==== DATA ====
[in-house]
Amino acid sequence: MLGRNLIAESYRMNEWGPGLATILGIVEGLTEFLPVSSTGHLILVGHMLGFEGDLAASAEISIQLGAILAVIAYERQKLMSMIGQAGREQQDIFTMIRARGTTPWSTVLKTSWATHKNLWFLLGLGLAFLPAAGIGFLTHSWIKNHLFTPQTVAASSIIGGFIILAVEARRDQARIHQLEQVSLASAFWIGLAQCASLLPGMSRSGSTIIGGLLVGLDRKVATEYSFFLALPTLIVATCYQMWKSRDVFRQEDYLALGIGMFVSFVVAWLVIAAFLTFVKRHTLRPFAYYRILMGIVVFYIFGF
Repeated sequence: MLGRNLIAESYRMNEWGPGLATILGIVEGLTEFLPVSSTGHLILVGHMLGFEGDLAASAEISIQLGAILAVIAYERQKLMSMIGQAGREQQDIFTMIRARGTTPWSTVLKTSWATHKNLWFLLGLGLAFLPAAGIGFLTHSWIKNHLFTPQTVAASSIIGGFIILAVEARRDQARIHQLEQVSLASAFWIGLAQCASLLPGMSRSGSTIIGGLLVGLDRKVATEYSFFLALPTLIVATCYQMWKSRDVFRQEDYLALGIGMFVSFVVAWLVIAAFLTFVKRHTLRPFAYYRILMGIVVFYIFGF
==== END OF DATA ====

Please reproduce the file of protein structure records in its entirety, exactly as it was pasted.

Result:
[in-house]
Amino acid sequence: MLGRNLIAESYRMNEWGPGLATILGIVEGLTEFLPVSSTGHLILVGHMLGFEGDLAASAEISIQLGAILAVIAYERQKLMSMIGQAGREQQDIFTMIRARGTTPWSTVLKTSWATHKNLWFLLGLGLAFLPAAGIGFLTHSWIKNHLFTPQTVAASSIIGGFIILAVEARRDQARIHQLEQVSLASAFWIGLAQCASLLPGMSRSGSTIIGGLLVGLDRKVATEYSFFLALPTLIVATCYQMWKSRDVFRQEDYLALGIGMFVSFVVAWLVIAAFLTFVKRHTLRPFAYYRILMGIVVFYIFGF
Repeated sequence: MLGRNLIAESYRMNEWGPGLATILGIVEGLTEFLPVSSTGHLILVGHMLGFEGDLAASAEISIQLGAILAVIAYERQKLMSMIGQAGREQQDIFTMIRARGTTPWSTVLKTSWATHKNLWFLLGLGLAFLPAAGIGFLTHSWIKNHLFTPQTVAASSIIGGFIILAVEARRDQARIHQLEQVSLASAFWIGLAQCASLLPGMSRSGSTIIGGLLVGLDRKVATEYSFFLALPTLIVATCYQMWKSRDVFRQEDYLALGIGMFVSFVVAWLVIAAFLTFVKRHTLRPFAYYRILMGIVVFYIFGF